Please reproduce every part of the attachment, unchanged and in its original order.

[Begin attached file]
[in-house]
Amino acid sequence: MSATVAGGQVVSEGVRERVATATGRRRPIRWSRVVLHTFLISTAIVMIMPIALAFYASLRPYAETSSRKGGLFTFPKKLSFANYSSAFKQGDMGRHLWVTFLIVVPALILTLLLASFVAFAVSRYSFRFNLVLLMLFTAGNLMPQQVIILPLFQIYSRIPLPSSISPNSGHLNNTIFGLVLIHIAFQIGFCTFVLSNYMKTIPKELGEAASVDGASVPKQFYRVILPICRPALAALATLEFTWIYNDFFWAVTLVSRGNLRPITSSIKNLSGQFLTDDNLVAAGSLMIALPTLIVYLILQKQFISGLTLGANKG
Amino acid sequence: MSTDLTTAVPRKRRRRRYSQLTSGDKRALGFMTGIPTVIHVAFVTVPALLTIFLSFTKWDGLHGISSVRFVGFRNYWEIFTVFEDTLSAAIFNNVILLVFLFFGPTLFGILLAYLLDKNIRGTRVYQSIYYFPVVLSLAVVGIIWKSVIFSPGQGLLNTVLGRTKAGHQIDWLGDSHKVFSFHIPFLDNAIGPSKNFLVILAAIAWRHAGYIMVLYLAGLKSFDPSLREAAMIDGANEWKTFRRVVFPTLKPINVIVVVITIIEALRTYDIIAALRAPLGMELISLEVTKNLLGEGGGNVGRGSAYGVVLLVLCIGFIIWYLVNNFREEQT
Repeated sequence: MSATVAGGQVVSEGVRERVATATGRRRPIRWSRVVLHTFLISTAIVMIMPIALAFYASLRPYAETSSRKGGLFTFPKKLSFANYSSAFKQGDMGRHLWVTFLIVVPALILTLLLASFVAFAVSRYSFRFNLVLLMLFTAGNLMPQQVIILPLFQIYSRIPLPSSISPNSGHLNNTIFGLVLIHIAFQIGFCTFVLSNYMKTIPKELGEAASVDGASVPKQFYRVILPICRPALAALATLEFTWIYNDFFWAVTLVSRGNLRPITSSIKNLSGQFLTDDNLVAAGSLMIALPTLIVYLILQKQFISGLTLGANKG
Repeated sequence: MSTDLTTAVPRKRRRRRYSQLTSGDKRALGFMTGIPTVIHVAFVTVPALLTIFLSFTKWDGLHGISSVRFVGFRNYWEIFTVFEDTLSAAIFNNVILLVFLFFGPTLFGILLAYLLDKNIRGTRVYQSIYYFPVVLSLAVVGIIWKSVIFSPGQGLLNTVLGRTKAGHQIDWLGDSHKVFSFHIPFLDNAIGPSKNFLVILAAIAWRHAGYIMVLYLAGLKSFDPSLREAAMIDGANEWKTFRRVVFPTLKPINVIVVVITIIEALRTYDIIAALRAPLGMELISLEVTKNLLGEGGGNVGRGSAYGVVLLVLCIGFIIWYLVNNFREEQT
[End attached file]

[in-house]
Amino acid sequence: MSATVAGGQVVSEGVRERVATATGRRRPIRWSRVVLHTFLISTAIVMIMPIALAFYASLRPYAETSSRKGGLFTFPKKLSFANYSSAFKQGDMGRHLWVTFLIVVPALILTLLLASFVAFAVSRYSFRFNLVLLMLFTAGNLMPQQVIILPLFQIYSRIPLPSSISPNSGHLNNTIFGLVLIHIAFQIGFCTFVLSNYMKTIPKELGEAASVDGASVPKQFYRVILPICRPALAALATLEFTWIYNDFFWAVTLVSRGNLRPITSSIKNLSGQFLTDDNLVAAGSLMIALPTLIVYLILQKQFISGLTLGANKG
Amino acid sequence: MSTDLTTAVPRKRRRRRYSQLTSGDKRALGFMTGIPTVIHVAFVTVPALLTIFLSFTKWDGLHGISSVRFVGFRNYWEIFTVFEDTLSAAIFNNVILLVFLFFGPTLFGILLAYLLDKNIRGTRVYQSIYYFPVVLSLAVVGIIWKSVIFSPGQGLLNTVLGRTKAGHQIDWLGDSHKVFSFHIPFLDNAIGPSKNFLVILAAIAWRHAGYIMVLYLAGLKSFDPSLREAAMIDGANEWKTFRRVVFPTLKPINVIVVVITIIEALRTYDIIAALRAPLGMELISLEVTKNLLGEGGGNVGRGSAYGVVLLVLCIGFIIWYLVNNFREEQT
Repeated sequence: MSATVAGGQVVSEGVRERVATATGRRRPIRWSRVVLHTFLISTAIVMIMPIALAFYASLRPYAETSSRKGGLFTFPKKLSFANYSSAFKQGDMGRHLWVTFLIVVPALILTLLLASFVAFAVSRYSFRFNLVLLMLFTAGNLMPQQVIILPLFQIYSRIPLPSSISPNSGHLNNTIFGLVLIHIAFQIGFCTFVLSNYMKTIPKELGEAASVDGASVPKQFYRVILPICRPALAALATLEFTWIYNDFFWAVTLVSRGNLRPITSSIKNLSGQFLTDDNLVAAGSLMIALPTLIVYLILQKQFISGLTLGANKG
Repeated sequence: MSTDLTTAVPRKRRRRRYSQLTSGDKRALGFMTGIPTVIHVAFVTVPALLTIFLSFTKWDGLHGISSVRFVGFRNYWEIFTVFEDTLSAAIFNNVILLVFLFFGPTLFGILLAYLLDKNIRGTRVYQSIYYFPVVLSLAVVGIIWKSVIFSPGQGLLNTVLGRTKAGHQIDWLGDSHKVFSFHIPFLDNAIGPSKNFLVILAAIAWRHAGYIMVLYLAGLKSFDPSLREAAMIDGANEWKTFRRVVFPTLKPINVIVVVITIIEALRTYDIIAALRAPLGMELISLEVTKNLLGEGGGNVGRGSAYGVVLLVLCIGFIIWYLVNNFREEQT